Douglas Stuart hails from the other side of Sally Rooney’s auto-fiction tracks.
But hold on, Stevie Boy. Can we really be sure they’re explicitly writing about themselves?
Of course not. But similar to how Rooney’s literature seems to chronicle her life as she moves through it, Stuart’s new book Young Mungo returns to the terrain of his autobiographically-resonant debut Shuggie Bain, filling in the gaps through a refracted story. Like Rooney, he changes the character names from book to book(s), but the overlaps are legion.
For example: Shuggie Bain and Young Mungo share a unifying theme that doubles as the latter’s organizing principle, dictating its narrative structure.
Like Shuggie Bain, Young Mungo alternates between two timelines. Shuggie focuses predominantly on the titular character’s childhood, positioned as his recollections while he struggles to locate his path later in life. Though “older” Shuggie is far from happy, the book’s structure affords readers the comfort of knowing that he weathers the trauma of his flash-backed upbringing, which should be a relief for those scared he won’t persevere through adolescence in one piece.
Young Mungo also alternates between two timelines, but this time, they’re more directly connected. One storyline is about Mungo on a camping trip, while the other details the events leading up to him being on the trip with these foreboding men. Given the dangers he faces in both plots, and their temporal proximity, Mungo is denied Shuggie’s structural promise of resolution and, frankly, survival.
But why exactly does Young Mungo structurally parallel its two timelines, bouncing back and forth between them, gradually building each’s narrative chronologically? Is there a relationship between the two besides “one led to the other?”
In short, Young Mungo traces its titular character’s arc, starting from the beginning of the end of his beginning, through to the end of his beginning
Both of Stuart’s books raise the question: should Shuggie/Mungo escape their unfortunate circumstances, even if it means “abandoning” their nearest and dearest at a sustained moment of need? What might Shuggie/Mungo sacrifice if they keep mulling it over, instead of acting on their own agency? What are the ramifications of either choice? Do they even know? Can they even know?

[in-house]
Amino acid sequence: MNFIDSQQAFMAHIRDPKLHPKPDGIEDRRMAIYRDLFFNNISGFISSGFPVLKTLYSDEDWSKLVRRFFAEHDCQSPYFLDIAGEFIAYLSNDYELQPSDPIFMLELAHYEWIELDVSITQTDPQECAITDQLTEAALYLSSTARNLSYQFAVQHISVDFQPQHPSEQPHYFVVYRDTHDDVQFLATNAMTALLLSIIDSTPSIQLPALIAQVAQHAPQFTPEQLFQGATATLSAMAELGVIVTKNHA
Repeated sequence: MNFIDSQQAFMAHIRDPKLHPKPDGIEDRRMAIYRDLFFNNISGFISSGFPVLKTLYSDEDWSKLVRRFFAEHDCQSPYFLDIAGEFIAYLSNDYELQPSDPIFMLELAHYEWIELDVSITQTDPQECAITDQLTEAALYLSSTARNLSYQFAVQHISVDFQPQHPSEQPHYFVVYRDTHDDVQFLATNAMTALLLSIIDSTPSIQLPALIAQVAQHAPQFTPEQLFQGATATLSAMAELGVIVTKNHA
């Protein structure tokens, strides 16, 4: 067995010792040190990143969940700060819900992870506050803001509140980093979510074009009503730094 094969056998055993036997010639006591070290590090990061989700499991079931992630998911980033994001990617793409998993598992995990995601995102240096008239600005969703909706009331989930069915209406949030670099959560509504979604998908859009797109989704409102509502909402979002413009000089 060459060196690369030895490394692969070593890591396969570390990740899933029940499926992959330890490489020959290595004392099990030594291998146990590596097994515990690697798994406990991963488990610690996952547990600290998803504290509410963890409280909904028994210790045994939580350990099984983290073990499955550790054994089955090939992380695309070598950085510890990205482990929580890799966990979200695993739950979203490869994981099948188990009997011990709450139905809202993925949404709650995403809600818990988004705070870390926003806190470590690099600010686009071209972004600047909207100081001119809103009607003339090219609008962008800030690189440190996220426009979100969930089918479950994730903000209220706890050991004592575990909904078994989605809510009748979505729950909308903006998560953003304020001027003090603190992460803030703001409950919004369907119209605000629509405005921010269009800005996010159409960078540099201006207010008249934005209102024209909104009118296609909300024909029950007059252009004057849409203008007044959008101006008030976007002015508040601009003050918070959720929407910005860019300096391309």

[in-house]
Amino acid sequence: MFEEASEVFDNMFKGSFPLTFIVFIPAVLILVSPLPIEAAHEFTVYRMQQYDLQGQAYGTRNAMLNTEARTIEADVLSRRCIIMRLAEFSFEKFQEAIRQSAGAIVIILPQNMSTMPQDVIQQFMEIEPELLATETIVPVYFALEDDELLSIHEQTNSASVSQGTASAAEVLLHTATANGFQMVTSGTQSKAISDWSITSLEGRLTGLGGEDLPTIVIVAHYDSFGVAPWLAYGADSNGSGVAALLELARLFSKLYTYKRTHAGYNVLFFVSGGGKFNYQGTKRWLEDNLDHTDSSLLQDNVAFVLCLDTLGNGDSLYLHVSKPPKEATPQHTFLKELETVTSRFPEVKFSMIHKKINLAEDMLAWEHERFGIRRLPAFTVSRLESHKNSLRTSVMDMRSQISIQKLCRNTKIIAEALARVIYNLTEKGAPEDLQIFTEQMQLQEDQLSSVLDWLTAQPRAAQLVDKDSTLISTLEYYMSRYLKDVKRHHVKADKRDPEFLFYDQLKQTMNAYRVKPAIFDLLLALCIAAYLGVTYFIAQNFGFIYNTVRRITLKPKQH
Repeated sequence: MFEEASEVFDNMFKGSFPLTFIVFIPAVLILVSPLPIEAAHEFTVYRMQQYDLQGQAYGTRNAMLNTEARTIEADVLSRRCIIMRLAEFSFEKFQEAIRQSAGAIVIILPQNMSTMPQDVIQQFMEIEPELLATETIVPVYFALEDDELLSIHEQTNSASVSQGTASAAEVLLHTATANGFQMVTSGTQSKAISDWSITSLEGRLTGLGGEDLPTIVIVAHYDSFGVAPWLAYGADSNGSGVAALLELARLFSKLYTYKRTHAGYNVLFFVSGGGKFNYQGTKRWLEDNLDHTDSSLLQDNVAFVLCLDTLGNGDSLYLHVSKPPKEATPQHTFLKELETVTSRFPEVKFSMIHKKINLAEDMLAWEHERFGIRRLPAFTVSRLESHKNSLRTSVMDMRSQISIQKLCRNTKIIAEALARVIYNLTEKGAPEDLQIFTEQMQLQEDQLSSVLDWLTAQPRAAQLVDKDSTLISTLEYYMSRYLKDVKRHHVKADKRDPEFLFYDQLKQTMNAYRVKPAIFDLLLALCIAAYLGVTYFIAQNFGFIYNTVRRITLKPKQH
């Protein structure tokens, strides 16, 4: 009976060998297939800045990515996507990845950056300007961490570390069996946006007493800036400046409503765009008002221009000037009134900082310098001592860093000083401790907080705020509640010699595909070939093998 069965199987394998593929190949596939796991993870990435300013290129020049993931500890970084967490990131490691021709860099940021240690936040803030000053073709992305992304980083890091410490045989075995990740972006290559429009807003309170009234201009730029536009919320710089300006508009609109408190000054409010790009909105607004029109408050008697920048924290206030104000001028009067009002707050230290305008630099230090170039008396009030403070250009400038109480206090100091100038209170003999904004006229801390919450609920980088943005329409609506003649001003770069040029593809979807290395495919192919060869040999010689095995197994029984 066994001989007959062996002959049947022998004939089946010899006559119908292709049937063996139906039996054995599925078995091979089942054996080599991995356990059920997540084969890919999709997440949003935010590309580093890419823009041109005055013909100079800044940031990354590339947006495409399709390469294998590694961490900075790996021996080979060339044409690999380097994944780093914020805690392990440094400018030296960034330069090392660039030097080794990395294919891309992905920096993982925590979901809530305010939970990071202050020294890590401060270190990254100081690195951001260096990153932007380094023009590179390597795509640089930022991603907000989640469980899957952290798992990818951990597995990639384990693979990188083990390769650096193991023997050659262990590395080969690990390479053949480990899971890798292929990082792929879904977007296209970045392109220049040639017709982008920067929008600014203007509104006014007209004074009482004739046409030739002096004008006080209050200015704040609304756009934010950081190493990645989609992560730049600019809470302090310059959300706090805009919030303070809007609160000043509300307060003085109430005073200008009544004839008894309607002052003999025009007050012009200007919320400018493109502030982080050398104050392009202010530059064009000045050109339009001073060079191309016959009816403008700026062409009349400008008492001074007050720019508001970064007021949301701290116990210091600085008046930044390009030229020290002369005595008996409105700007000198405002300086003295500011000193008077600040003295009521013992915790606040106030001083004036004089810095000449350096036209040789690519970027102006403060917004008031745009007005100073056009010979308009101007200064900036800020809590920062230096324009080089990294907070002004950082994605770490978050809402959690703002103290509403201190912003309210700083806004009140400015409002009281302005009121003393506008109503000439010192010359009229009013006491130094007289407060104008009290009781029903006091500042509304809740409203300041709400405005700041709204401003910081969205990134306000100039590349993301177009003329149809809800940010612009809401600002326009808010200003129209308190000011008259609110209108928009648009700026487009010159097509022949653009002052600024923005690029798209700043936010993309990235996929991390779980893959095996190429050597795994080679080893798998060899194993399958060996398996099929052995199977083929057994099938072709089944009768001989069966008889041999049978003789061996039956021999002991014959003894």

The camping trip microcosms these questions that pervade Mungo’s daily life on the homestead. It reduces the terms into a more manageable, bite-sized portion, but the questions remain relevant to both scenarios.
Throughout the camping trip, Mungo senses something’s deeply amiss. He dreams of fleeing, but ultimately opts to stick it out, mostly because he has no earthly clue how to venture out on his own. The repercussions of standing pat: basically, torture. And in the end, he finds himself in the exact predicament he would’ve been in all along: wandering away alone. Luckily, unforeseen luck aids his passage.
If he had decided to jump ship earlier, he could’ve saved himself from the trip’s eventual, almost inevitable misery. Waiting accomplished nothing except incurring more hurt on himself.
This truth applies equally to his domestic life. He sees himself as too young to make it out on his own; his family won’t survive his absence. But guess what, Mungo: there will always be reasons against taking the leap; it’ll never feel like the perfectly correct juncture. And what do they always say? No time like the present? As in the forest, the longer Mungo stays, the more his environment can and will corrode him. Obviously even dastardly experiences breed new insights and color our being, but that’s insufficient justification for tolerating them. We’re granted a finite duration on this spinning orb; while we’re here, joy is preferable to sorrow.
Just look at the rest of his family: the town’s darkness and decrepitude have already overtaken them. Though we should never give up hope on individual rehabilitation, his mother and brother are drowning in their surrounding turpitude, and his sister might be headed in their direction.
This “stay or go” theme is a part of Shuggie Bain, too; when Shuggie allows his mom to die, it’s an admission that tying himself to her forever will turn him into as much of a lost cause as she’s become. He cuts the chord to save himself and his life, attainable to him only if she’s no longer in the picture. Self-preservation can appear callous, but necessarily so. When it comes to two imperfectly flawed, mutually exclusive tracks, one must win out.
Both titles describe their titular characters with different qualifiers, which speak to their divergent approaches. Shuggie Bain includes his last name, because the book explores how his past (represented by his last name) shapes his identity (his first name). On the other hand, YOUNG Mungo specifies his youth, suggesting that it’s still early for Mungo. He still has time to change his life; he’s not fully grown yet; there’s still room for him to flourish…elsewhere, as long as he has the courage — and mercilessness — to leave his youth behind, in order to discover who adult Mungo can be, separate from his inherited confines.
In Shuggie Bain, Shuggie was faced with leaving the Bain behind to become himself, though the Bain of his life will always inform his person. Even so, he realizes the solution to his woes lies in letting his mother go. In Young Mungo, Mungo needs to be the one to go, to let go of the known evil of his birthplace, to embrace the unknown possibilities of his future.
A line from the book rather succinctly captures Mungo’s state of being throughout: “He was watching, he was waiting, and he was leaving all at the same time.”
And, a line from another book released on the same day — Jennifer Egan’s The Candy House — summarizes Young Mungo‘s message:
“The secret to a happy ending…is knowing when to walk away.”